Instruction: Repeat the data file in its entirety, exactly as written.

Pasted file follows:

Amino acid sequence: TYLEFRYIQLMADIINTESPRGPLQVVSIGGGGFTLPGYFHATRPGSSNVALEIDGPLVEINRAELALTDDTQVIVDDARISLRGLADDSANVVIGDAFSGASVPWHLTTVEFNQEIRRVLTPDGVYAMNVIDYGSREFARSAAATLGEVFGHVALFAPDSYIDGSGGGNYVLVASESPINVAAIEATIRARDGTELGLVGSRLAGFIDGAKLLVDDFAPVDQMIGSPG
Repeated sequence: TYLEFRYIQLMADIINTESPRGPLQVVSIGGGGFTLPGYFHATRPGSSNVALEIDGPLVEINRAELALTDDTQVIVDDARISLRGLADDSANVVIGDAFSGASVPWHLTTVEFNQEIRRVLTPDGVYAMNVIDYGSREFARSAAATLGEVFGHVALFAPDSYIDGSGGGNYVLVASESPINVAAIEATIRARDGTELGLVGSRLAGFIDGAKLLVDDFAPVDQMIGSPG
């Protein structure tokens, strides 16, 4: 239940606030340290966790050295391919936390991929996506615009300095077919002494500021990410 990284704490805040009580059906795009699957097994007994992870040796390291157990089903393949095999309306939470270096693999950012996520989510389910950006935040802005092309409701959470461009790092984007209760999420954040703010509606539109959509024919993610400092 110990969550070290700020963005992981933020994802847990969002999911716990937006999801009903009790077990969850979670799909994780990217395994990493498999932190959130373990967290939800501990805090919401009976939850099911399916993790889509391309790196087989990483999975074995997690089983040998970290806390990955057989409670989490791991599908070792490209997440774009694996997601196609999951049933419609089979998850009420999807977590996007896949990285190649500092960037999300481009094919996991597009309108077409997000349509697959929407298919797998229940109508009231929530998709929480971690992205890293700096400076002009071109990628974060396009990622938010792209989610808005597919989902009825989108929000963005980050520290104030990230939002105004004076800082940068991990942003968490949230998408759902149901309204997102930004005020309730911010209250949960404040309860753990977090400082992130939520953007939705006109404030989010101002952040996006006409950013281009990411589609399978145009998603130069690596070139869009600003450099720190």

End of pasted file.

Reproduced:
Amino acid sequence: TYLEFRYIQLMADIINTESPRGPLQVVSIGGGGFTLPGYFHATRPGSSNVALEIDGPLVEINRAELALTDDTQVIVDDARISLRGLADDSANVVIGDAFSGASVPWHLTTVEFNQEIRRVLTPDGVYAMNVIDYGSREFARSAAATLGEVFGHVALFAPDSYIDGSGGGNYVLVASESPINVAAIEATIRARDGTELGLVGSRLAGFIDGAKLLVDDFAPVDQMIGSPG
Repeated sequence: TYLEFRYIQLMADIINTESPRGPLQVVSIGGGGFTLPGYFHATRPGSSNVALEIDGPLVEINRAELALTDDTQVIVDDARISLRGLADDSANVVIGDAFSGASVPWHLTTVEFNQEIRRVLTPDGVYAMNVIDYGSREFARSAAATLGEVFGHVALFAPDSYIDGSGGGNYVLVASESPINVAAIEATIRARDGTELGLVGSRLAGFIDGAKLLVDDFAPVDQMIGSPG
């Protein structure tokens, strides 16, 4: 239940606030340290966790050295391919936390991929996506615009300095077919002494500021990410 990284704490805040009580059906795009699957097994007994992870040796390291157990089903393949095999309306939470270096693999950012996520989510389910950006935040802005092309409701959470461009790092984007209760999420954040703010509606539109959509024919993610400092 110990969550070290700020963005992981933020994802847990969002999911716990937006999801009903009790077990969850979670799909994780990217395994990493498999932190959130373990967290939800501990805090919401009976939850099911399916993790889509391309790196087989990483999975074995997690089983040998970290806390990955057989409670989490791991599908070792490209997440774009694996997601196609999951049933419609089979998850009420999807977590996007896949990285190649500092960037999300481009094919996991597009309108077409997000349509697959929407298919797998229940109508009231929530998709929480971690992205890293700096400076002009071109990628974060396009990622938010792209989610808005597919989902009825989108929000963005980050520290104030990230939002105004004076800082940068991990942003968490949230998408759902149901309204997102930004005020309730911010209250949960404040309860753990977090400082992130939520953007939705006109404030989010101002952040996006006409950013281009990411589609399978145009998603130069690596070139869009600003450099720190």